Lake Huron Beach Community Historical Comparison and Habitat Assessment

Thursday, September 12, 2013: 10:40 AM
Harris Brake (The Marriott Little Rock)
Jessica Loughner , Biology, Central Michigan University, Mount Pleasant, MI
Tracy L. Galarowicz , Biology, Central Michigan University, Mount Pleasant, MI
James Johnson , Michigan Department Natural Resources, Alpena Fishery Research Station, Alpena, MI
Brent A. Murry , Biology, Central Michigan University, Mount Pleasant, MI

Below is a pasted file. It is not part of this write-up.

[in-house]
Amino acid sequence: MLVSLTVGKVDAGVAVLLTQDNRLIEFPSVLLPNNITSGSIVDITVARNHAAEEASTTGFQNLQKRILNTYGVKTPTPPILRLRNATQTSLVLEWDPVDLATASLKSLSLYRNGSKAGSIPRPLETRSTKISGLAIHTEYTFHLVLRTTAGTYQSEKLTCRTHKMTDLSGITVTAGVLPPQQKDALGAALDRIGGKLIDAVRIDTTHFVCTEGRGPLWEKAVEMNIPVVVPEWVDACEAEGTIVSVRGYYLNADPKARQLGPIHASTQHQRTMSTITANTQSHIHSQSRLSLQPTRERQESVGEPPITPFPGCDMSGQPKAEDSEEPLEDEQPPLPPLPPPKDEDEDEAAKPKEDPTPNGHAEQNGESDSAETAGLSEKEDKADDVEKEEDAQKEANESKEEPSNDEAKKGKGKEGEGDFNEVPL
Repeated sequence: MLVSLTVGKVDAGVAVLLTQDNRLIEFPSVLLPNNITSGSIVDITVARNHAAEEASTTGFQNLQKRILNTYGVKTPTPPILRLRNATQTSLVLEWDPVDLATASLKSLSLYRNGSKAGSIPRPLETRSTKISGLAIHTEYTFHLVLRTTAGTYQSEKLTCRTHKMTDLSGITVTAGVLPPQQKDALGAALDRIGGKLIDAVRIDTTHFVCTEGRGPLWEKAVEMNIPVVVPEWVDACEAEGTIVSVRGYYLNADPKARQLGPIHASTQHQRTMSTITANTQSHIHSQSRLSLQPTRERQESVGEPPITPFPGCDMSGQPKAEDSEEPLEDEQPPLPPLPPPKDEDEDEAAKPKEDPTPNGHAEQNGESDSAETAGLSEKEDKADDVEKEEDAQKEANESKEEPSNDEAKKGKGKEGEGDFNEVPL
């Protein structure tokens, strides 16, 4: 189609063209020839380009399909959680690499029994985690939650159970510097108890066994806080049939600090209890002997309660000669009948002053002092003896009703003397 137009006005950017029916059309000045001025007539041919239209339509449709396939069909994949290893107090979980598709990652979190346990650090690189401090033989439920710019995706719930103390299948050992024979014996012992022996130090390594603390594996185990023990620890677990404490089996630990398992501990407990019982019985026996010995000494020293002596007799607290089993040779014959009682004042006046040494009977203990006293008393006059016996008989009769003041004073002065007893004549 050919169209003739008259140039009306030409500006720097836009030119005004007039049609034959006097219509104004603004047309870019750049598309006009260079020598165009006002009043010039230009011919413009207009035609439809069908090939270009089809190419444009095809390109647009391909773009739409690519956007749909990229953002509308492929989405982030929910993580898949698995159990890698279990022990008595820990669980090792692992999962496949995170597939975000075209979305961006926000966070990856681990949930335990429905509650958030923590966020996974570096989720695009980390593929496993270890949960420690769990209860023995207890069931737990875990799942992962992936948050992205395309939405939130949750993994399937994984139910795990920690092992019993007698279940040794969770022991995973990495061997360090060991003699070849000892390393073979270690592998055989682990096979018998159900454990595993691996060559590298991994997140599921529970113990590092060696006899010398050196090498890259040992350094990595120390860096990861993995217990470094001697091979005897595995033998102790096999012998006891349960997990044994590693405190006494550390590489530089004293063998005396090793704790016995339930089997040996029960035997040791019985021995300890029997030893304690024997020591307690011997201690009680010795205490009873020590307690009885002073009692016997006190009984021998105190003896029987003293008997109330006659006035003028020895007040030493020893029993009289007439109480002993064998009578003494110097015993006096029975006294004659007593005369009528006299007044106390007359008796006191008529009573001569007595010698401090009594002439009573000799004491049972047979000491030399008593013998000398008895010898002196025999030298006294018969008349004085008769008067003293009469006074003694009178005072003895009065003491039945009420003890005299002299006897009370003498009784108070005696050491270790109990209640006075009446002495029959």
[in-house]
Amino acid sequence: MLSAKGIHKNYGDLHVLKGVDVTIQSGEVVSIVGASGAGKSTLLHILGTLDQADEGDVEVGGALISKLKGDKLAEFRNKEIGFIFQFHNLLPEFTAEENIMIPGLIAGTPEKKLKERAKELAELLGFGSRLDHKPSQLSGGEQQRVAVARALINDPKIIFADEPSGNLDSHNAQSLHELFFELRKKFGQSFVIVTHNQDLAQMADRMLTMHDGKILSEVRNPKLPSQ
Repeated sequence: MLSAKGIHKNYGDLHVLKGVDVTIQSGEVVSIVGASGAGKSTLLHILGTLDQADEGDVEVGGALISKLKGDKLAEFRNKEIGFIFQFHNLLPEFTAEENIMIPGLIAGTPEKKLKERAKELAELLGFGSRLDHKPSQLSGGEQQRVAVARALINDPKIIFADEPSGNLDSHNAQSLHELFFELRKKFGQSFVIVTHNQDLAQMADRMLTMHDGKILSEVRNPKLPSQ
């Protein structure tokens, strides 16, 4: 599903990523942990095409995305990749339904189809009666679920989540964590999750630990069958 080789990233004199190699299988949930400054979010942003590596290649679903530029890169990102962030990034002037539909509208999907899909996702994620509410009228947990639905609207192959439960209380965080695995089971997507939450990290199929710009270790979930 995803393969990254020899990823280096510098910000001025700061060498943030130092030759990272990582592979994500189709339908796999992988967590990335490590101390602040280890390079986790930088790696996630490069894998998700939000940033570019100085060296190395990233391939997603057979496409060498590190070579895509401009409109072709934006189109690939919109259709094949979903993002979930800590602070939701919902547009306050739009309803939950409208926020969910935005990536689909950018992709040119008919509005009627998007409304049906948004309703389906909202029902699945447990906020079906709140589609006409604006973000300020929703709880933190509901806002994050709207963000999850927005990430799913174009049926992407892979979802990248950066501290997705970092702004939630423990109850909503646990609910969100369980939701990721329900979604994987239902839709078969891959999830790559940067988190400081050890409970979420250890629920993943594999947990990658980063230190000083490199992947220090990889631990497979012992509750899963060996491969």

Lake Huron has undergone dramatic shifts in fish community composition as a result of invasive species introductions and food web changes. In particular, zebra mussels and round gobies have greatly impacted near-shore fish communities. Our objective was to assess near-shore fish communities of western Lake Huron and compare species composition post invasion to species composition in 1993, prior to the invasion of zebra mussels and round gobies. Beach fish communities were sampled by nighttime beach seining during spring and summer 2012. In addition, we compared species composition between rocky and sandy beach habitats using minnow traps and modified fyke nets in fall 2012. Species abundance has declined since the pre-invasion period, and species composition has shifted from an alewife and smelt dominated community to a round goby and minnow dominated community. Spotfin shiners, emerald shiners, and sand shiners were found at sites with predominantly sandy substrate.  The observed shift in species composition is largely due to the introduction of invasive species; however, decreased water levels and anthropogenic impacts are also likely contributing factors.